Ultimately, B-cells send versions of themselves, which travel to the bone marrow, becoming a plasma cell. In the bone marrow, the plasma cell makes antibodies for the rest of a person’s life at low levels.
“If you see that, you definitely know you have long-term immunity,” said Khan.
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Back in the germinal centre, some B-cells remain. They retain memory and can reactivate much faster in case of danger, like reinfection or another jab.
Plasma cells eventually die, to be replaced with new plasma blasts from memory B-cells in lymph nodes.
“This study has shown the first really interesting clues that say we are developing this long-term memory,” said Khan. “It’s fantastic … it makes us all super excited.”
While boosters may not be necessary for lifelong protection, they’re important during a pandemic, when people are facing imminent exposure to the virus and maintaining high antibody levels offers extra security, Khan said. If global infection rates are high, it gives the virus opportunities to replicate, and with every replication there’s a chance of a mistake and mutation, he added.
“If the coronavirus gets to mutate so much … and there’s a newer version, that’s just different enough to where antibodies aren’t as efficient, then we don’t get as much protection,” he said. Part of the reason for the boost is to maintain a high enough concentration of antibodies to overcome the loss of efficiency.
Bowdish said scientists predict about 20 mutations in the virus are required to escape our entire immune response to vaccination.
“There are some variants in the world that have 10 of those 20 mutations … it’s not impossible that we’re going to need boosters in the future to deal with the Delta variants or others that are going to emerge,” she said.
People get the flu shot every year because the influenza virus changes, Bowdish added.
“It’s pretty fair to say that people will probably have a good lasting immune response to the virus we were all vaccinated against. However, if there’s a new variant that escapes that, then we’re back to needing a booster shot again.”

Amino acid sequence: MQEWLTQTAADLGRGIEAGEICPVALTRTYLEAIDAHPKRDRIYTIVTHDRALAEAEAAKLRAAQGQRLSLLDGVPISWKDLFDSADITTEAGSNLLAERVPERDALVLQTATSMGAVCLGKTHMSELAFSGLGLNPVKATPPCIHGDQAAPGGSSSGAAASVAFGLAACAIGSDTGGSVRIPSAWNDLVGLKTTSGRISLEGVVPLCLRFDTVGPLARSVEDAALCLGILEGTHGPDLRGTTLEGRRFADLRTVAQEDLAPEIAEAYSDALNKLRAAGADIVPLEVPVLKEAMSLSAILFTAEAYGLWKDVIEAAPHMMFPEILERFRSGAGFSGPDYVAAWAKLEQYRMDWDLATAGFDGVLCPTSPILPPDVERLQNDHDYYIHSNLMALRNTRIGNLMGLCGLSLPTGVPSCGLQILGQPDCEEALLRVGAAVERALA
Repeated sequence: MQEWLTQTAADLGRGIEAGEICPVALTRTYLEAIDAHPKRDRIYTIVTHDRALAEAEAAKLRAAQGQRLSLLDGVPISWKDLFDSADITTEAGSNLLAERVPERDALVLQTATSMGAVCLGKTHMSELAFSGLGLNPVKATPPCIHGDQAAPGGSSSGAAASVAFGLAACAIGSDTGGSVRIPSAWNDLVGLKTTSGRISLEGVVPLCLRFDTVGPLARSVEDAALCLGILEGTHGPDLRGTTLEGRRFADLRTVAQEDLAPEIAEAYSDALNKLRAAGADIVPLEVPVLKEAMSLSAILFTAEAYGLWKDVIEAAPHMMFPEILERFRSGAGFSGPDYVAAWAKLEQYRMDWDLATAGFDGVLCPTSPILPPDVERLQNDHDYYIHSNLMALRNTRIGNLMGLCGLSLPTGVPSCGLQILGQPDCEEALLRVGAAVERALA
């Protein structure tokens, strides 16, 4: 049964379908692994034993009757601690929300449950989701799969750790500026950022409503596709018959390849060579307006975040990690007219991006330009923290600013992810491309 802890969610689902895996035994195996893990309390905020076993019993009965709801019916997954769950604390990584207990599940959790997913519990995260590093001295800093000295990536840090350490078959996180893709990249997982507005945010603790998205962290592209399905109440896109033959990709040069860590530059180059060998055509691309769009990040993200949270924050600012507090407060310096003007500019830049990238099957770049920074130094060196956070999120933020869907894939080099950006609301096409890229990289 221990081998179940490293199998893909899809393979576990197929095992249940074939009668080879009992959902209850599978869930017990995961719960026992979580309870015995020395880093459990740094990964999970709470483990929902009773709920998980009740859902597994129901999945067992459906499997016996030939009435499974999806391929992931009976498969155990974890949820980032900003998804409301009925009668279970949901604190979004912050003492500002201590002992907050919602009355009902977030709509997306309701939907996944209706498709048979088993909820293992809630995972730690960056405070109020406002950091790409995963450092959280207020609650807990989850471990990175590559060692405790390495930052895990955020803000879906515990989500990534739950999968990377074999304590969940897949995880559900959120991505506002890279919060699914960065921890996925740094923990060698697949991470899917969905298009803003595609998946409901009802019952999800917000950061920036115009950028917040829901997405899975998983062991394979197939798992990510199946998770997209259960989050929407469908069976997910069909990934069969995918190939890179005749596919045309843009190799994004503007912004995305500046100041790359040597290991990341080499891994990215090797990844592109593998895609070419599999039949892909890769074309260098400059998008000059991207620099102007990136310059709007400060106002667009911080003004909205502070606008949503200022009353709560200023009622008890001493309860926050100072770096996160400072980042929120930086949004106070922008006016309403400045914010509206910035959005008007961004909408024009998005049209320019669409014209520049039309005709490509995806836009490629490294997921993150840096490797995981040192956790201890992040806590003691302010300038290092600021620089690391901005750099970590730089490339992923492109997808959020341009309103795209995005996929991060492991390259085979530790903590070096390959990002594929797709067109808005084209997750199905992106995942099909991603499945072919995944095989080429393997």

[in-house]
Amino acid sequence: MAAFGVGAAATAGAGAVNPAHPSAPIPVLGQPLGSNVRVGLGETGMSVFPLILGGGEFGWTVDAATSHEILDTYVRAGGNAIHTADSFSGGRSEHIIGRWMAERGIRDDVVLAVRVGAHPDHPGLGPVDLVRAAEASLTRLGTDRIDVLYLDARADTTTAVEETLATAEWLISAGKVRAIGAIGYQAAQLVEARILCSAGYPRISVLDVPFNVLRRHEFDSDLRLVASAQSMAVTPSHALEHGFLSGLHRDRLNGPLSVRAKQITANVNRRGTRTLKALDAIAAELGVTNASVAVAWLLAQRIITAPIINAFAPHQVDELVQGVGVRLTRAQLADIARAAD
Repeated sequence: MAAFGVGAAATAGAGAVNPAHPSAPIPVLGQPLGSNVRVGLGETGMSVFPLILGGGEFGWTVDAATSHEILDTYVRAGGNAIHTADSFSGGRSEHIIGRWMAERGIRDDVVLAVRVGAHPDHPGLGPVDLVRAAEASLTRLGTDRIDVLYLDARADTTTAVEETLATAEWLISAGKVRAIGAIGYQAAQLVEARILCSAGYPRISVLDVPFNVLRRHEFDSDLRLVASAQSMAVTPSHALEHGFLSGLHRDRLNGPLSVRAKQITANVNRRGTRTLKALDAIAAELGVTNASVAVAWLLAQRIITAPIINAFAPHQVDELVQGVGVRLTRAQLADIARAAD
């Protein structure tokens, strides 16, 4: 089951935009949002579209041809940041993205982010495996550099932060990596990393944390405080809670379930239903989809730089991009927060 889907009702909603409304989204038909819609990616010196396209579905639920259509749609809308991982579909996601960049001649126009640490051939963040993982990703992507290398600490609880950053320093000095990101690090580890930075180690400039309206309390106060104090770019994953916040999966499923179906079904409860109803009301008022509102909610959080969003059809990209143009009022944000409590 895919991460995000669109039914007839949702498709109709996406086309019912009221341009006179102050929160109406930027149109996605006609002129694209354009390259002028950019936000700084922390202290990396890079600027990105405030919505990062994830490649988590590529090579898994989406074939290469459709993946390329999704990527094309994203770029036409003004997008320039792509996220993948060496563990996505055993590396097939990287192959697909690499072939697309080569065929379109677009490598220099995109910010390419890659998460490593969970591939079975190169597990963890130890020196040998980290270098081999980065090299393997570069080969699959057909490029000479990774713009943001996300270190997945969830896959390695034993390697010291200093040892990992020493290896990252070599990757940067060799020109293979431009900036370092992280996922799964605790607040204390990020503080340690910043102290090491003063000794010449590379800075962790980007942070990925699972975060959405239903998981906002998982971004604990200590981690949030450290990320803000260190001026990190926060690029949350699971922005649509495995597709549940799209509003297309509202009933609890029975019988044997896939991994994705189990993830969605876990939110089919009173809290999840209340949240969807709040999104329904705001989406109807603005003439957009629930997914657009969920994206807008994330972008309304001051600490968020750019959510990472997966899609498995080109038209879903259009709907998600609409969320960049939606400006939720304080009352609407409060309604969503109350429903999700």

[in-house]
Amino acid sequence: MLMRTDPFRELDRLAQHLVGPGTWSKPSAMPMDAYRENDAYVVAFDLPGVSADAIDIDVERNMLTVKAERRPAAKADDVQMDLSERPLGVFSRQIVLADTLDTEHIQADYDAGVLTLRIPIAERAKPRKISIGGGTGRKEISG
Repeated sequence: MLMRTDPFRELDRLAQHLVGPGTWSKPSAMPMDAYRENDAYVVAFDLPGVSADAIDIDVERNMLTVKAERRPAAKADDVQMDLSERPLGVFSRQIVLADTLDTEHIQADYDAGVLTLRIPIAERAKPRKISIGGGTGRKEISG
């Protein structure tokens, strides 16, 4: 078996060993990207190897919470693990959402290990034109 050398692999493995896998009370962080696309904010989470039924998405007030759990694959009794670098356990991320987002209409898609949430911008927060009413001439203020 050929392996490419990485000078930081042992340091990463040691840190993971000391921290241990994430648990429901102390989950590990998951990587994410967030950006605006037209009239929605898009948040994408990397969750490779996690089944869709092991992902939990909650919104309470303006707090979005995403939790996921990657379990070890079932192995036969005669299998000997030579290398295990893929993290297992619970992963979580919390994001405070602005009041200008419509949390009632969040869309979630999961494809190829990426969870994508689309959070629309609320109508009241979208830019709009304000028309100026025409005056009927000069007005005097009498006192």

Dr. Eleanor Fish, professor of Immunology at the University of Toronto, noted in an email to the Star the participants in the U.S. study were mainly healthy young adults, with a median age of 37. It’s “unlikely” at this point in time that a blanket statement can be made there will be no need for booster vaccinations due to a lifetime of protection, she wrote. Variables like age, sex, gender, co-morbidities are all factors that contribute to how robust an individual’s immune response to vaccination will be.
Meanwhile, early findings of a new U.K. study exploring the efficacy of receiving a dose of the Pfizer vaccine four weeks after a dose of the AstraZeneca vaccine suggest the mix produced a significantly stronger immune response than two doses of the AstraZeneca. The data follows other studies conducted in Germany and Spain with similar results.
The U.K. researchers assessed four vaccine combinations; two doses of the Pfizer, two of the AstraZeneca, a first dose of the AstraZeneca followed by Pfizer and a first shot of the Pfizer followed by the AstraZeneca.
They found that mixing created the strongest immune response, but the highest antibody response was generated by two doses of the Pfizer.
The National Advisory Committee on Immunization in Canada released updated guidance June 17, stating it is “preferred” every Canadian whose first dose was AstraZeneca follow it with an mRNA vaccine of Pfizer or Moderna for their second dose.
Maria Sarrouh is a Toronto-based staff reporter for the Star. Reach her via email: [email protected]